The rearing phase is a key factor in the production of healthy, long-lived and fertile heifers (Wathes, D. C. et al (2014)). Heifers that have not developed respiratory disease in the first 90 days of life are about 1.5 times more likely to calve and calve on average 6 months earlier (Correa, M.T. et al (1988)). In a study of the University of Guelph in Canada, scientists investigated how animal health in the rearing phase affects the future fertility of young cattle. To do this, they metaphylactically treated 1,392 calves. Result: Calves that developed pneumonia within two months of treatment weighed on average 16 kg less at the time of insemination than animals that had remained healthy. In addition, only 66% of the sick calves reached their first lactation, while the figure was 84% for the calves that remained healthy. Age of first calving increased by 12 days to 714 days for the sick calves. The calves with pneumonia had a 1.5 times higher risk of experiencing dystocia. Thus, animal health in the rearing phase has a significant impact on later fertility.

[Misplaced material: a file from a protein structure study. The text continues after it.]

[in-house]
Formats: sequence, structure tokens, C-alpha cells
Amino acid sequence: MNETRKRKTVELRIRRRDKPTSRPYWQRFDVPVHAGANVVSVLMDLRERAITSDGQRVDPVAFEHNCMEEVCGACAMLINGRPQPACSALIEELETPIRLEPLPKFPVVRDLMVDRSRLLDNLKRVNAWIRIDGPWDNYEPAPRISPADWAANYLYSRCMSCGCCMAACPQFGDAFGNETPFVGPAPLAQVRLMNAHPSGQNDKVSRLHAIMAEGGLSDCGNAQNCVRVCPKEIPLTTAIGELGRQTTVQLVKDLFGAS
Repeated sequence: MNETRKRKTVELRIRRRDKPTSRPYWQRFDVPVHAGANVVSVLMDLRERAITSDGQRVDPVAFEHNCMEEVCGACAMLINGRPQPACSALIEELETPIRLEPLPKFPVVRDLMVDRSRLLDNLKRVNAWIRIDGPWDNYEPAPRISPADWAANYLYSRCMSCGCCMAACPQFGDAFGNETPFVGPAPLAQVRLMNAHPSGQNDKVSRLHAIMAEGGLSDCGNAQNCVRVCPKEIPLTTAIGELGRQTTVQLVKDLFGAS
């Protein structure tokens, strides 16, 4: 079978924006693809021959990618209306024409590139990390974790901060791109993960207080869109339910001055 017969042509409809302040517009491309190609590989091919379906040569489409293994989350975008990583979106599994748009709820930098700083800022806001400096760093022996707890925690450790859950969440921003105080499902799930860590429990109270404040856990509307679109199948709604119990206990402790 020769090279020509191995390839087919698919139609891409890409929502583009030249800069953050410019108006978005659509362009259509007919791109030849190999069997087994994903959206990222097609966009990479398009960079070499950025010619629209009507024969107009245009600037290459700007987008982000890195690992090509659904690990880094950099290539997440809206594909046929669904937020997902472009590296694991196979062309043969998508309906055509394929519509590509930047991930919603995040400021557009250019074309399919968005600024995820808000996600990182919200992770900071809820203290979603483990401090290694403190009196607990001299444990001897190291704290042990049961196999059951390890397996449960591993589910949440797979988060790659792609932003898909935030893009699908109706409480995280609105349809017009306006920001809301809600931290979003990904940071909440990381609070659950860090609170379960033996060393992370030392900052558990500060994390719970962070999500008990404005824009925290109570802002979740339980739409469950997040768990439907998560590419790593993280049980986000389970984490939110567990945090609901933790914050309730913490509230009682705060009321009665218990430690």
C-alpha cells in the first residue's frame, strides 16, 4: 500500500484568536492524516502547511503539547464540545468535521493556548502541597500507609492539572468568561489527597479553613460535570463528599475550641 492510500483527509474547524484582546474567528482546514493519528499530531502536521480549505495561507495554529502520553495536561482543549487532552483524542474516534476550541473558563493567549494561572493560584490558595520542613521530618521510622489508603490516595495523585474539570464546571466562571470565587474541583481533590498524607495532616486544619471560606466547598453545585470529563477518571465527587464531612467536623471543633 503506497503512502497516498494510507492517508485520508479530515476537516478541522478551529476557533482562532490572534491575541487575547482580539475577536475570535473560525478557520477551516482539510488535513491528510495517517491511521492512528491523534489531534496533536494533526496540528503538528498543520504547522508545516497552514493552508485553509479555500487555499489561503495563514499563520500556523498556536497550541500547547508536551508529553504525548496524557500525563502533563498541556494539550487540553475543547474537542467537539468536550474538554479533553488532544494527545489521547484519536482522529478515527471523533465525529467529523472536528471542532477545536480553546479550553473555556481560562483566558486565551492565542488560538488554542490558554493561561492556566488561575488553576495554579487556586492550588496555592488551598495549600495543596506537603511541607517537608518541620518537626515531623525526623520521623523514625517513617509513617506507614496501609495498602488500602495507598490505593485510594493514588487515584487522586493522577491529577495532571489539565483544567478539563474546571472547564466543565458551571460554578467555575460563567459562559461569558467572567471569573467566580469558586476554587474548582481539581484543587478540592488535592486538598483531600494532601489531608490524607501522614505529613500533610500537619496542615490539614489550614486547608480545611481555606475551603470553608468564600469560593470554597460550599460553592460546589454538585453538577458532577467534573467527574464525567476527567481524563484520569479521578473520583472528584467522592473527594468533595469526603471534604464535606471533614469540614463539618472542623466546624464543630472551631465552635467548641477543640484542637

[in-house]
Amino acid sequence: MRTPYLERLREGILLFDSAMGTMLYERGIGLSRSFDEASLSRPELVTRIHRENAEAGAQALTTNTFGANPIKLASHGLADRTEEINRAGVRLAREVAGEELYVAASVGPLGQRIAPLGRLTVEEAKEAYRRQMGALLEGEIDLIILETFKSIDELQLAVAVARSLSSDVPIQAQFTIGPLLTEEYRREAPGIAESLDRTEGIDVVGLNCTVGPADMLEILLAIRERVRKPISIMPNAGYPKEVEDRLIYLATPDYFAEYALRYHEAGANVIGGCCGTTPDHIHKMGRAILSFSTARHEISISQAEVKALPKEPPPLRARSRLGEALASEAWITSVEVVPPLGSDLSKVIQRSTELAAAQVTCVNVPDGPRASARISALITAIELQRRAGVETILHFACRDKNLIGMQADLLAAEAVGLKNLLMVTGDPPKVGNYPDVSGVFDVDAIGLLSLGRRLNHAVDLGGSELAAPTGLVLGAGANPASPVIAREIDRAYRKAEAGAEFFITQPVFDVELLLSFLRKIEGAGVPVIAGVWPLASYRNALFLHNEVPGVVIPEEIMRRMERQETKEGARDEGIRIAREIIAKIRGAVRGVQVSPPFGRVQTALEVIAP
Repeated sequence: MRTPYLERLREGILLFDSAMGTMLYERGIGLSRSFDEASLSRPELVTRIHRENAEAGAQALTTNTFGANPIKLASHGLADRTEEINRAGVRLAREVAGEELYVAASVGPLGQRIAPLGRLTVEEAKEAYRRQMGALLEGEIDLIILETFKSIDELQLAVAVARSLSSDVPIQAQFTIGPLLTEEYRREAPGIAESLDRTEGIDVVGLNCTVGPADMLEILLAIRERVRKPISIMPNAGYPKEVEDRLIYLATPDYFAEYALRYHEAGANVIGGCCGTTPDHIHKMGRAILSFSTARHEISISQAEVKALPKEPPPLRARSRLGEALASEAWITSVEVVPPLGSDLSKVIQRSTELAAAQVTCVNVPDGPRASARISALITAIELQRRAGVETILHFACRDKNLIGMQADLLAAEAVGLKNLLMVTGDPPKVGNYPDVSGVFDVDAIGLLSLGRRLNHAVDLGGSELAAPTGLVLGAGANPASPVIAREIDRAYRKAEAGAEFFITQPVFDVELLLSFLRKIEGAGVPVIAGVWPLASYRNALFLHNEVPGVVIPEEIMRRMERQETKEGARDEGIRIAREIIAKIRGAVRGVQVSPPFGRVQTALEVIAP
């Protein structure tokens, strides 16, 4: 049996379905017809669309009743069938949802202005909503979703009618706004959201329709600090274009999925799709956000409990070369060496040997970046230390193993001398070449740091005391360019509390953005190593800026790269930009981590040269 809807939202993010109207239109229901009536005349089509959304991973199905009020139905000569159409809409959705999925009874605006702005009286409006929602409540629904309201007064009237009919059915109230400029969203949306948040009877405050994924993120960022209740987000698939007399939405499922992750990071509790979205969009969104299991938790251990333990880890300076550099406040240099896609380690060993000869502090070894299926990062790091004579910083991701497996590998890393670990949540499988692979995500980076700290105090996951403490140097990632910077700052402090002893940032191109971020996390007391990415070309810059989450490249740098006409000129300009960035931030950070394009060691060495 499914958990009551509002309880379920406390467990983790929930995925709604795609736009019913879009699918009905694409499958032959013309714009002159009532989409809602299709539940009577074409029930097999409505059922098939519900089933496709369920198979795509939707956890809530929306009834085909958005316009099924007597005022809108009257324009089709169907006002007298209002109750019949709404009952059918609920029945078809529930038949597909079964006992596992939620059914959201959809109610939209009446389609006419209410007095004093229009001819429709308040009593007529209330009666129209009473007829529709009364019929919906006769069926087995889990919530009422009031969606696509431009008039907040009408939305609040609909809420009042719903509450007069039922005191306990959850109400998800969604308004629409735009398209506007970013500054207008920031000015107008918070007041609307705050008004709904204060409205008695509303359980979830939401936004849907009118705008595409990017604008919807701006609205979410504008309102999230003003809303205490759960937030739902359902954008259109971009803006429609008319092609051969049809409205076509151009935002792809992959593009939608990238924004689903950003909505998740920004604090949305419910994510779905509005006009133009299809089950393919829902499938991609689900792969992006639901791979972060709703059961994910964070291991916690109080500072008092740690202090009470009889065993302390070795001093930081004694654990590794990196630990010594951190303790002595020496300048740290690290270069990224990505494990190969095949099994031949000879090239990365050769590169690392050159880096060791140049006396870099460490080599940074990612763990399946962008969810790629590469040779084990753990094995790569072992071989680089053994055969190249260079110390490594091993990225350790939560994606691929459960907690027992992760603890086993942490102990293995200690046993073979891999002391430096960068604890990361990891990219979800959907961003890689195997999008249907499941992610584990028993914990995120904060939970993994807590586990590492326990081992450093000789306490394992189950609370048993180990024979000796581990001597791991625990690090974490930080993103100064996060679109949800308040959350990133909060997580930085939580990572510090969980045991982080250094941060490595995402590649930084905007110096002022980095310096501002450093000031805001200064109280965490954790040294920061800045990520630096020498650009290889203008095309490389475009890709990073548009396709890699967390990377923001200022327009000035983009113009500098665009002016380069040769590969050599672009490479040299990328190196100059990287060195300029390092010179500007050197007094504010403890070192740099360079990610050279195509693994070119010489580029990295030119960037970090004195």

Literature:

  • Barrier, A.C. et al (2012): Short communication: survival, growth to weaning, and subsequent fertility of live-born dairy heifers after a difficult birth (https://pubmed.ncbi.nlm.nih.gov/22939781/)
  • Top agrar (2014): Kranke Kälber: Risiko für Schwergeburten steigt
  • Wathes, D.C. et al. (2014) Heifer fertility and carry over consequences for life time production in dairy and beef cattle (https://pubmed.ncbi.nlm.nih.gov/24698359/)
  • Correas, M.T. et al. (1988): Effect of Calfhood Morbidity on Age at First Calving in New York Holstein Herds


This Research Innovation has an Impact on:

  • Animal health and welfare: Replacement heifers that were healthy calves had less dystocia thus higher fertility, decreased veterinary costs and increased longevity can be expected.
  • Production efficiency and meat quality: Healthy calves show a better feed conversation rate and later a higher fertility, thus a healthy rearing phase influences the production efficiency.
  • Environmental sustainability: Due to the increased longevity of healthy replacement animals the carbon foot print of beef production is influenced positively by healthy replacement heifers.